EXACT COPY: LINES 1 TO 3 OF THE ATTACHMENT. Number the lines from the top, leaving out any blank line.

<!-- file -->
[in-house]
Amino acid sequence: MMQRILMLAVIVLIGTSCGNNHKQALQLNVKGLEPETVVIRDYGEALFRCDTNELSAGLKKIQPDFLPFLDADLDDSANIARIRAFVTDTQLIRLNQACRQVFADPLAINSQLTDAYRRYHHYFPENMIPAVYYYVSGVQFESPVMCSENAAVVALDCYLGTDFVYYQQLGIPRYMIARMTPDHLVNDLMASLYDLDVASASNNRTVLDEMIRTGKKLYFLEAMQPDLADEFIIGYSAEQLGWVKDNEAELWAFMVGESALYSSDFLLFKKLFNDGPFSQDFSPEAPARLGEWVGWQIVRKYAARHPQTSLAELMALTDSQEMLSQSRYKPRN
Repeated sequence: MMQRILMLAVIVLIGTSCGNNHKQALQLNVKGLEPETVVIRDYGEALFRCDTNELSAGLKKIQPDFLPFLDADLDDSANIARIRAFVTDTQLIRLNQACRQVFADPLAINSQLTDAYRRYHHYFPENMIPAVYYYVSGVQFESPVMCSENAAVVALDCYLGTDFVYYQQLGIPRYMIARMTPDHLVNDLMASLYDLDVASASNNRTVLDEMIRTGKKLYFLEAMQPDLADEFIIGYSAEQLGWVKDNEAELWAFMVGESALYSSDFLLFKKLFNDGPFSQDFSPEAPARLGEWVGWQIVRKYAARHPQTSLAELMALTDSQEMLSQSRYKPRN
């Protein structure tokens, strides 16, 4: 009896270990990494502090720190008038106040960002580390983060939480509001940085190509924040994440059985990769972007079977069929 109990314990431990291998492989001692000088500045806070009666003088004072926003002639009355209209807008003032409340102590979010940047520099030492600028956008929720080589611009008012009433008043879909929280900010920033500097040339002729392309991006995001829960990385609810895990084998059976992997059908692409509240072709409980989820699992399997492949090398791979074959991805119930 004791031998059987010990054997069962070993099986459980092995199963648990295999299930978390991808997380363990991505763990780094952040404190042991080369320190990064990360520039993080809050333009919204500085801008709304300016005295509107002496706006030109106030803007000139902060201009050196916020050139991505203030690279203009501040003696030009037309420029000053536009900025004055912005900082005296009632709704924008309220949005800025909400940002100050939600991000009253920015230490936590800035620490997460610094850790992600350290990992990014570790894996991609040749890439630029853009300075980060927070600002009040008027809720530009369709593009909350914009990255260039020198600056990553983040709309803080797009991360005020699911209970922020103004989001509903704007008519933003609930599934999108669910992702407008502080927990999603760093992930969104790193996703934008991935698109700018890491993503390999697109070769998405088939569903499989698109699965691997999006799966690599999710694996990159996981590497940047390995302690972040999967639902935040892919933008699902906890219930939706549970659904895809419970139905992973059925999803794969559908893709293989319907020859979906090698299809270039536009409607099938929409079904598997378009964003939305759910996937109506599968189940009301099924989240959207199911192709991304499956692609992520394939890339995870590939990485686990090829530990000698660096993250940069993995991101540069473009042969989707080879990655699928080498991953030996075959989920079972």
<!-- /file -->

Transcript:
[in-house]
Amino acid sequence: MMQRILMLAVIVLIGTSCGNNHKQALQLNVKGLEPETVVIRDYGEALFRCDTNELSAGLKKIQPDFLPFLDADLDDSANIARIRAFVTDTQLIRLNQACRQVFADPLAINSQLTDAYRRYHHYFPENMIPAVYYYVSGVQFESPVMCSENAAVVALDCYLGTDFVYYQQLGIPRYMIARMTPDHLVNDLMASLYDLDVASASNNRTVLDEMIRTGKKLYFLEAMQPDLADEFIIGYSAEQLGWVKDNEAELWAFMVGESALYSSDFLLFKKLFNDGPFSQDFSPEAPARLGEWVGWQIVRKYAARHPQTSLAELMALTDSQEMLSQSRYKPRN
Repeated sequence: MMQRILMLAVIVLIGTSCGNNHKQALQLNVKGLEPETVVIRDYGEALFRCDTNELSAGLKKIQPDFLPFLDADLDDSANIARIRAFVTDTQLIRLNQACRQVFADPLAINSQLTDAYRRYHHYFPENMIPAVYYYVSGVQFESPVMCSENAAVVALDCYLGTDFVYYQQLGIPRYMIARMTPDHLVNDLMASLYDLDVASASNNRTVLDEMIRTGKKLYFLEAMQPDLADEFIIGYSAEQLGWVKDNEAELWAFMVGESALYSSDFLLFKKLFNDGPFSQDFSPEAPARLGEWVGWQIVRKYAARHPQTSLAELMALTDSQEMLSQSRYKPRN